Take 5: With Johanna Foege

Johanna Foege grew up in the suburbs of Chicago and went to school at Northern Illinois University where she earned her degree in the Biological Sciences. From there she moved to Chicago, where she worked with several different organizations including Shedd Aquarium, the Museum of Science and Industry, and the University of Chicago. She moved down to St. Louis to assist with research at Washington University School of Medicine in 2013, then ended up in her current position three years later overseeing the Quality Control Program at Perennial Artisan Ales.

Foege started autocrossing in 2011 after copious prodding from her brothers and friends, and has been hooked ever since -- running multiple cars the first few years, but eventually settling in on the Mazdaspeed6 she currently co-drives.

JH: First off, congratulations on being chosen as one of the recipients of the Wendi Allen Scholarship Fund award. I imagine that was extremely exciting news to get. Where were you when you first heard, and what was your initial reaction?

JF: I was actually at a St. Patrick’s Day party when I got the call from Howard Duncan. I was totally excited when he let me know I had been one of the women selected. What was funny was that I was with a bunch of people that really didn’t know I raced. So when they were asking what the call was about, I got to tell them I won a scholarship for racing! I called my teammates shortly after. They were super excited about it and were like, “We gotta get our schedules cleared for all the events!!”

JH: How did you first start autocrossing? Was motorsport something you were always in to, or was it something that became a passion after you first tried it?

JF: My family fostered my interest in cars throughout my life. While my father had never participated in organized motorsports himself (despite having a Lotus Esprit V8), he did everything in his power to assure my brothers and I were all exceptional drivers. My mother passed away when I was nine, so she wasn't there to stop him from making us do things like back a trailer across empty parking lots, slide around in the snow, or make us service our own vehicles. My brothers also brought home a variety of fun cars that they made me drive from time to time. I really came to enjoy all of that. And it was my brothers and another friend that eventually got me to try autocross. At that first event, I ended up taking first in my novice (open) class of seven -- on my first run, nonetheless! Obviously, I was immediately hooked. From 2012-2013, I participated in as many local events as I could afford and drove as many different cars as I could find co-drives for. Eventually, I settled on the MazdaSpeed6 we drive now (though I do still race my Speed3 and Mini Cooper S from time-to-time as well).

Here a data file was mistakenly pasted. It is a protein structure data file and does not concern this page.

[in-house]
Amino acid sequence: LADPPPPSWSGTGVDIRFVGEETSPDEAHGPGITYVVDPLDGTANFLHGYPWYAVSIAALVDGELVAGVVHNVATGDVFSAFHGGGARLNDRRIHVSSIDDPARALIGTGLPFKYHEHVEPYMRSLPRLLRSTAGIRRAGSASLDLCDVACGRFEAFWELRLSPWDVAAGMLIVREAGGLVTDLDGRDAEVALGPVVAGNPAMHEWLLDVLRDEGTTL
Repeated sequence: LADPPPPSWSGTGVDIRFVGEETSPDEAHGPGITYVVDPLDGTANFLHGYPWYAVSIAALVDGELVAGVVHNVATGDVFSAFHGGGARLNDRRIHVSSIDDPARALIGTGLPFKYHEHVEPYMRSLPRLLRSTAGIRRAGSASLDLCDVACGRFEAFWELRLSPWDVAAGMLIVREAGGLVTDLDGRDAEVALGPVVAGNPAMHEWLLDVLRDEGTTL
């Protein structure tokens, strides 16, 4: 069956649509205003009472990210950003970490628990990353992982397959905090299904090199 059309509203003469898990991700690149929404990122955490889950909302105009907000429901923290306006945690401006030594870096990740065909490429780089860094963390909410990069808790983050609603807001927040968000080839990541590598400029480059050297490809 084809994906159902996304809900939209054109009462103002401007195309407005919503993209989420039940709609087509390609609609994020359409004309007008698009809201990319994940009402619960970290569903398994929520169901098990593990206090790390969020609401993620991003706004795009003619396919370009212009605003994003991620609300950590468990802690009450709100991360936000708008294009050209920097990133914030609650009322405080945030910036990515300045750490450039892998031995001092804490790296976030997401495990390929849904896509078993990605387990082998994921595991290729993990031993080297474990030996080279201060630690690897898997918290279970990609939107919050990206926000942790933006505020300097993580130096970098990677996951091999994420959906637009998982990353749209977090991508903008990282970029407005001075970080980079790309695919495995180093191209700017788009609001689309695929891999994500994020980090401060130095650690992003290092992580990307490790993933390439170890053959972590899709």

JH: Of all the choices of out there, a Mazdaspeed6 is not usually high on most people’s list. If you could start from scratch, would you choose something else or still take the unbeaten path of the Speed6?

JF: I would definitely stick with the Mazdaspeed6. It’s so awesome because it is so unique. Part of the enjoyment comes from the fact that it presents some great challenges in that there really isn’t an aftermarket for it, and that no one has really tried to develop one. I've really enjoyed watching, helping, learning, and experiencing the development of that car over the past five years.

JH: With the Wendi Allen Scholarship Fund being for young or new women in our sport, and the new Women on Track initiative really taking on traction, talk to me about being a woman in our sport.

JF: At times it can be really frustrating, and then it can also be very rewarding. While it is frustrating to have someone just presume you are inexperienced or unknowledgeable because you are a woman, it is at the same time very rewarding to prove to them that you aren’t just a woman, and that you can drive and are knowledgeable. After attending the Women's Initiative luncheon at Nationals last September, I attended a local committee meeting to bring some ideas to the table. Our St. Louis Solo Chairman, Cortni Townsend, is a fellow woman driver, so she's been very supportive of my ideas. I've started a Facebook page for women who have an interest in motorsports and have hosted one happy hour so far. I'm aiming to plan more social events like that, as well as some karting events for us soon. I hope that I am part of a movement that one day changes the perception of people from seeing a woman driver, to simply seeing a driver.

JH: The Wendi Allen Scholarship was created in memory of Wendi, who loved the SCCA Solo Community and wished to give back to the sport by helping young women become more successful drivers and contributing SCCA members. You, Lexie Murray, and Youmna Zalzal are all great ambassadors of the Club, and definitely share that same mindset. Tell us a little about how you encourage other woman to try our sport.

JF: I’ve made efforts in the Mazdaspeed community to support and encourage all members, but particularly other women, to participate in the sport of autocross. I’ve taken part in organizing four different National meets, and assured autocross was on our schedule at each one. I also made myself available to instruct at those events, and really focused on getting the women members to take part with me. I’ve gotten several of the members’ girlfriends into the driver’s seat at autocross events as well. It has really been rewarding to watch them find enjoyment from it and helping them grow into better drivers.